signals

i set a fire in the sink and lay down for a nap.
sometimes a lighter and bits of plastic
are the best way to get a man’s
attention. it was the sink because i wanted him
scared for me for the dog for his precious
things but no real loss, i wanted it close to water.
sometimes he just needs the flame to see
what’s really going on. it was a nap because if i made
a critical mistake, picked an afternoon he decided to stay
late at work or his tire went flat on the way home
then maybe i’d be able to sleep through the whole thing,
through the neighbors hot-faced on their lawns
the dog whining at the door then settling
into an unbreathing smog sleep the trucks
like toys in front of this black cloud.
sometimes i can only tell him in smoke signals.

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one bedroom

there is a romance in dinner alone,
lick every spatula clean and
add too much cardamom because
only you like that much spice.

slick with sweat over the stove,
worrying about what it’ll do to the cashmere
when you realize you are wearing
expensive clothes for an absent audience.

the oven heat touches your bare chest like
a breath. who knew how good it feels
to touch tomatoes to the inside of your arms,
the stickiness of seeded flesh.

turn on some sweet woman
over the speakers who will seduce you
into loving yourself. pour a glass of wine
into a coffee mug. eat slowly and congratulate
yourself on a job well done. when the food
is gone, think of other ways you know

how to feel pleasure. the song changes and
you decide you are just not full enough
i’d like to put my fingers on you

touch yourself beneath the dinner table,
hands nipped with the smell of garlic and
smoothed with olive oil, be 
certain
you are getting crumbs everywhere

 

how anyone finds out about anything

my senior year of college, a friend of mine
whose coffee order i knew and liked
how her lips struggled around
her braces – her boyfriend died.
i found out via facebook – the same way
i learned who was getting married and
what to eat for breakfast. she posted
a picture of the two of them laying
atop a picnic blanket on their backs.
they looked like beetles – limbs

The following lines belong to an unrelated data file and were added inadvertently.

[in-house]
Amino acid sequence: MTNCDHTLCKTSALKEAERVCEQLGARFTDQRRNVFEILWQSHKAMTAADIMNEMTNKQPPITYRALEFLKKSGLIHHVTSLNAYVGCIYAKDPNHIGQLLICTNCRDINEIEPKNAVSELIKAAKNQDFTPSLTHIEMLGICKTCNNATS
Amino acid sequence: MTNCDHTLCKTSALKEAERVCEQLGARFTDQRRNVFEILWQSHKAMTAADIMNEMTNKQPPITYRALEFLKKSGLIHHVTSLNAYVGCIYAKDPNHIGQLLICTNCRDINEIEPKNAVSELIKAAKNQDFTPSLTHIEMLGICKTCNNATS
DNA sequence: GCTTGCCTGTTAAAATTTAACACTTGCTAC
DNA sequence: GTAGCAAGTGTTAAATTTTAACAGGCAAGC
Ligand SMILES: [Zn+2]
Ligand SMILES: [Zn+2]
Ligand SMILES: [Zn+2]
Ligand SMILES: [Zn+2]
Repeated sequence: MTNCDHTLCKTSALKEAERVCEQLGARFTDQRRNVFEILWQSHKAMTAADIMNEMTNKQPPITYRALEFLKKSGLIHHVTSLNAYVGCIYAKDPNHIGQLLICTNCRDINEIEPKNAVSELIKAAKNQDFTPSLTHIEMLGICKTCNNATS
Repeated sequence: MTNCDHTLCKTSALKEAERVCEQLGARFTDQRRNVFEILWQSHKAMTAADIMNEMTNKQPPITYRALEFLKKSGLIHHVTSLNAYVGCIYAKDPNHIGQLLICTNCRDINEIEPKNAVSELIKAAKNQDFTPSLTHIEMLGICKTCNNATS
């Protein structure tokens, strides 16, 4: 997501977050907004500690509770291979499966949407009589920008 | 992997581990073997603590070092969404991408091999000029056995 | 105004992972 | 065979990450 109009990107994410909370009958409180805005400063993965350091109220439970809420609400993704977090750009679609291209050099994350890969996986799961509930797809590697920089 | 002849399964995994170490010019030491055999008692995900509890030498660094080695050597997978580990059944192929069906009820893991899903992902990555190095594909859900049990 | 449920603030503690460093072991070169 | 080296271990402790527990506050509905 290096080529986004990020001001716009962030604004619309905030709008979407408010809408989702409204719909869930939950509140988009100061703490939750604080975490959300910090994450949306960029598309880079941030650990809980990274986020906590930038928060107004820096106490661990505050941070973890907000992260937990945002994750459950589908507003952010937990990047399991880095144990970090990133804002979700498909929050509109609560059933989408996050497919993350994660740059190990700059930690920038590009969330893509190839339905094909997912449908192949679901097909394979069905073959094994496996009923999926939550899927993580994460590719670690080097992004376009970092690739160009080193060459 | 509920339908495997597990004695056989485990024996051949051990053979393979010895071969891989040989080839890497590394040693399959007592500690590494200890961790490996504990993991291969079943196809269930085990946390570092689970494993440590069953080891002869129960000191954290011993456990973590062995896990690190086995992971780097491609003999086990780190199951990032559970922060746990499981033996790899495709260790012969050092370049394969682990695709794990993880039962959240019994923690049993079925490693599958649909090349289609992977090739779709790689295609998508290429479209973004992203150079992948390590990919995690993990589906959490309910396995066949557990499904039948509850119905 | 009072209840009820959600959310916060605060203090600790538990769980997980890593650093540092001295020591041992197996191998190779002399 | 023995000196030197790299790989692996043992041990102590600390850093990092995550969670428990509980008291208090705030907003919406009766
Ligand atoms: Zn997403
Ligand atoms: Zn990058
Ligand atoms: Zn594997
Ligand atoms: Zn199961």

too tired to move. their frame of vision:
all sky.

i called  to tell her i couldn’t imagine
what she felt, to tell her i was sorry
for not being able to understand but mostly
just relieved. still, i wanted to know,
in the way that we all like to be a little
close to death sometimes, what
it was like to lose something you have
done so well at holding on to.

do you still take the time to peel
off the white flesh encasing
the grapefruit, does it still give you the sweet
after the bitter? how do your small shoulders
bear the weight of the entire bed?
have you changed the temperature
of the shower water, or has your body become
something you are afraid to get wet,
a collector’s item, worth more because
he can no longer love you?

the good stuff

when i wake to find the dog bowl
filled with the last of the hundred
dollar bourbon, i know it is a chance

for me to face how bad it has gotten.
i try to remember how the bourbon
found its way into the bowl.

remembering is an exercise. i see the night
like bodies through a shower curtain.
i am jealous of how the water shines flesh.

eventually i recall only the thought
that the dog was so good, such
a perfect little creature, all spit

and heart and dirt,
surely he must deserve the good stuff.

(ew)

when i find a dead bug
in my underwear i know
it has been too long

without a frenzy to make myself
presentable, to turn
this body into something

you’d want to pull off the hanger.
i try to offer myself solace: i have
been so focused on nurturing i let

myself become a habitat. i am fertile
soil. i remember: the bug was dead.
if this unwashed body cannot support

one bug, i wonder what it is good for.